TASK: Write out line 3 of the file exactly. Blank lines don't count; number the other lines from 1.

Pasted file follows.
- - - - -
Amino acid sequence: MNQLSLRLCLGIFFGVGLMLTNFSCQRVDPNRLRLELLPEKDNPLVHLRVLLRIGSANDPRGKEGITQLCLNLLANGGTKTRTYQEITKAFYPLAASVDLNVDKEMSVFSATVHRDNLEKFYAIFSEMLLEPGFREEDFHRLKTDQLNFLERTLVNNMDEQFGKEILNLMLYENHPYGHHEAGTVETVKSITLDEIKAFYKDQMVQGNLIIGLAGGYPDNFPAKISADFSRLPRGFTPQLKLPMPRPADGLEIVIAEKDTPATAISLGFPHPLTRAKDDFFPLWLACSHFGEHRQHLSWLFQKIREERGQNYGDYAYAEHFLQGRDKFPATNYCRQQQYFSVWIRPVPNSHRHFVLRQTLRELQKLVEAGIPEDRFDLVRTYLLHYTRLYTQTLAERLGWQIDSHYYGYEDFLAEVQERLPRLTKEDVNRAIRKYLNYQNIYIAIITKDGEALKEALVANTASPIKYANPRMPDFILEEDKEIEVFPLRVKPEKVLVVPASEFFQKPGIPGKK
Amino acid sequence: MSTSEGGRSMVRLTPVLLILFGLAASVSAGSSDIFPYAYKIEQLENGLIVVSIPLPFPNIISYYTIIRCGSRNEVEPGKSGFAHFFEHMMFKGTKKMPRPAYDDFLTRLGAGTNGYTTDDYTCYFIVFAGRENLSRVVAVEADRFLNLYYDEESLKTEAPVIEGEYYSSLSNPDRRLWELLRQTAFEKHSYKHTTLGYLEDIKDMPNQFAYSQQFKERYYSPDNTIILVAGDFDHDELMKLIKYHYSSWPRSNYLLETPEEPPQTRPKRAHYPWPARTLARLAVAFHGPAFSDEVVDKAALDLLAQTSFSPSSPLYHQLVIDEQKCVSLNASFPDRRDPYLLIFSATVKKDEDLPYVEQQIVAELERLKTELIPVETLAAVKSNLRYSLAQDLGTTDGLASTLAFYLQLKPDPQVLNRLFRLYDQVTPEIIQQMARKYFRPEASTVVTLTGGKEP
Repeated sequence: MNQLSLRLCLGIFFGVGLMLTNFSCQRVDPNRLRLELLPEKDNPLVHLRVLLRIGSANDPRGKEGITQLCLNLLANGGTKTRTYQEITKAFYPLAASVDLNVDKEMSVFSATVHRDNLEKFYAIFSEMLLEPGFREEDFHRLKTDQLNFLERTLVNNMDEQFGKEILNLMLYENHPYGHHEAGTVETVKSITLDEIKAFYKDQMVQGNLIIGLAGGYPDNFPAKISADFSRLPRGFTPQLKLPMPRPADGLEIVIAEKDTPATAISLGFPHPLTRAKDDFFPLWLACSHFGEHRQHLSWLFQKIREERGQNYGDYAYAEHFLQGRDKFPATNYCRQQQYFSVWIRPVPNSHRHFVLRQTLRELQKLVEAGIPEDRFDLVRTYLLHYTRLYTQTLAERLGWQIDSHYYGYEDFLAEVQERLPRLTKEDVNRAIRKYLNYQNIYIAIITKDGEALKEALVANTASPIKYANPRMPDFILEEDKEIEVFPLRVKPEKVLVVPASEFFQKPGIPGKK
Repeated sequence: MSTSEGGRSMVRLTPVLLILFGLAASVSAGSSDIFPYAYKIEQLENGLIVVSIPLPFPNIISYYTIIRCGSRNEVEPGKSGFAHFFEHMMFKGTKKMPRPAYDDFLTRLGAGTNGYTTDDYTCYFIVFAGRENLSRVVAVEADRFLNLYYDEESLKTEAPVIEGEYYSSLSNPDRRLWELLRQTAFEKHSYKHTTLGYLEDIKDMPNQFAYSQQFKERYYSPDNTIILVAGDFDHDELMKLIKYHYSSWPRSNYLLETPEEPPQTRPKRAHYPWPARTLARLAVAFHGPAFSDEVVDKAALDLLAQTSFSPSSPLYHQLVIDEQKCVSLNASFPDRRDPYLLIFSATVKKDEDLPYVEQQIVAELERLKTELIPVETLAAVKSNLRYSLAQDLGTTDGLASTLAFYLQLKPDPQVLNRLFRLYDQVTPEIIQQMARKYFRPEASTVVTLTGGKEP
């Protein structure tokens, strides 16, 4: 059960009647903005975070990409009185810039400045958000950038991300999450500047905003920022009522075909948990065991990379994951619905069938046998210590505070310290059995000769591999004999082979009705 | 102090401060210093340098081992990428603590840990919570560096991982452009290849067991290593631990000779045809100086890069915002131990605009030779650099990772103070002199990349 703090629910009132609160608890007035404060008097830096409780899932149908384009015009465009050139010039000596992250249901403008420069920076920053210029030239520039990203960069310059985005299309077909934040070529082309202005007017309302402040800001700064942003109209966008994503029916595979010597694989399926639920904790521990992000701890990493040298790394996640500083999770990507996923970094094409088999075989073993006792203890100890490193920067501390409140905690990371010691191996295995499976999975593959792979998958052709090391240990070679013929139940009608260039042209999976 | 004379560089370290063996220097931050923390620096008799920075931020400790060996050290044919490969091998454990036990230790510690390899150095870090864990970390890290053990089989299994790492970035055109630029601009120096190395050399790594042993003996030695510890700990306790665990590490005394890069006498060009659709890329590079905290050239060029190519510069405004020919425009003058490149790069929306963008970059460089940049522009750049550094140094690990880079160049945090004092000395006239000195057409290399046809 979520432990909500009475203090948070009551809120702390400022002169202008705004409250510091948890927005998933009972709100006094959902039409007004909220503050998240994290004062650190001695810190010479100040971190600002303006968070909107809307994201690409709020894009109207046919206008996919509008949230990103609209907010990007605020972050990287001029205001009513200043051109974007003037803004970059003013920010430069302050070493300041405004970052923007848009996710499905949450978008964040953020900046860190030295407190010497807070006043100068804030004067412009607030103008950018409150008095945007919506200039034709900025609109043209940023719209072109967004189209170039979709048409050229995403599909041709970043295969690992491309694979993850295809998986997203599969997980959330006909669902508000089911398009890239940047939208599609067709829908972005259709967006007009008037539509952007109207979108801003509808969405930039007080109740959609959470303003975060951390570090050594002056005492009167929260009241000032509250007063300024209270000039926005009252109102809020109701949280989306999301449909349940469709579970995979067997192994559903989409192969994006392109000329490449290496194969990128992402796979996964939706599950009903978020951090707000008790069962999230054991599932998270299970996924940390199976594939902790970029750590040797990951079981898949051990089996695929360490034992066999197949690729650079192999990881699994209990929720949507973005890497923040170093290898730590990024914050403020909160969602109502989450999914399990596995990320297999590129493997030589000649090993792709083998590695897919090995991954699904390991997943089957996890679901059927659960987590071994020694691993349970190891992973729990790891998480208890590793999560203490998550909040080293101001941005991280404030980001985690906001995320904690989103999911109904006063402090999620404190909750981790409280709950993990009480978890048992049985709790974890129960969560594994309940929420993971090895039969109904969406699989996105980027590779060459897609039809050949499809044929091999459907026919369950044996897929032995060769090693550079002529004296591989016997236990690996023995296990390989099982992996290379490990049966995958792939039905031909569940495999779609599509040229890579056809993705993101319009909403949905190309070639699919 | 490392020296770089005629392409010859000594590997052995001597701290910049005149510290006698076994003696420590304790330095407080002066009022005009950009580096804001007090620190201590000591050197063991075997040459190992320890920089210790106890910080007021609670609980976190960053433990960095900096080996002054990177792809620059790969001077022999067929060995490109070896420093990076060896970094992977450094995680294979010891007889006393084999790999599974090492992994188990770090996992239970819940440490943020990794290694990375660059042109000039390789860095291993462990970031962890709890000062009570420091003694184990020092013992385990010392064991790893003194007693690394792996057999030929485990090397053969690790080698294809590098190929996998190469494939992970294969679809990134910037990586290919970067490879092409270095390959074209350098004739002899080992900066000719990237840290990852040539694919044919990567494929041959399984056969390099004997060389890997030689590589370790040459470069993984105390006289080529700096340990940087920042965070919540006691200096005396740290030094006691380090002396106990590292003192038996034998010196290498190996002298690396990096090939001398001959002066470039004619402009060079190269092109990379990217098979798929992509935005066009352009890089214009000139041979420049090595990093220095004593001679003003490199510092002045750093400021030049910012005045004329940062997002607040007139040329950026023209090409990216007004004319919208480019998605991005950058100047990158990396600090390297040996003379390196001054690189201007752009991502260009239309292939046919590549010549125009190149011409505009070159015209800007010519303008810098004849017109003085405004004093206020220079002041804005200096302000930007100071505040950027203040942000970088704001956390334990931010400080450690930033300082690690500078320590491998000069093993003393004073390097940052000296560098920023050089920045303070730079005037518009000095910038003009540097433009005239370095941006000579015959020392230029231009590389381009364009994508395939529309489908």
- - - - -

Repeated sequence: MNQLSLRLCLGIFFGVGLMLTNFSCQRVDPNRLRLELLPEKDNPLVHLRVLLRIGSANDPRGKEGITQLCLNLLANGGTKTRTYQEITKAFYPLAASVDLNVDKEMSVFSATVHRDNLEKFYAIFSEMLLEPGFREEDFHRLKTDQLNFLERTLVNNMDEQFGKEILNLMLYENHPYGHHEAGTVETVKSITLDEIKAFYKDQMVQGNLIIGLAGGYPDNFPAKISADFSRLPRGFTPQLKLPMPRPADGLEIVIAEKDTPATAISLGFPHPLTRAKDDFFPLWLACSHFGEHRQHLSWLFQKIREERGQNYGDYAYAEHFLQGRDKFPATNYCRQQQYFSVWIRPVPNSHRHFVLRQTLRELQKLVEAGIPEDRFDLVRTYLLHYTRLYTQTLAERLGWQIDSHYYGYEDFLAEVQERLPRLTKEDVNRAIRKYLNYQNIYIAIITKDGEALKEALVANTASPIKYANPRMPDFILEEDKEIEVFPLRVKPEKVLVVPASEFFQKPGIPGKK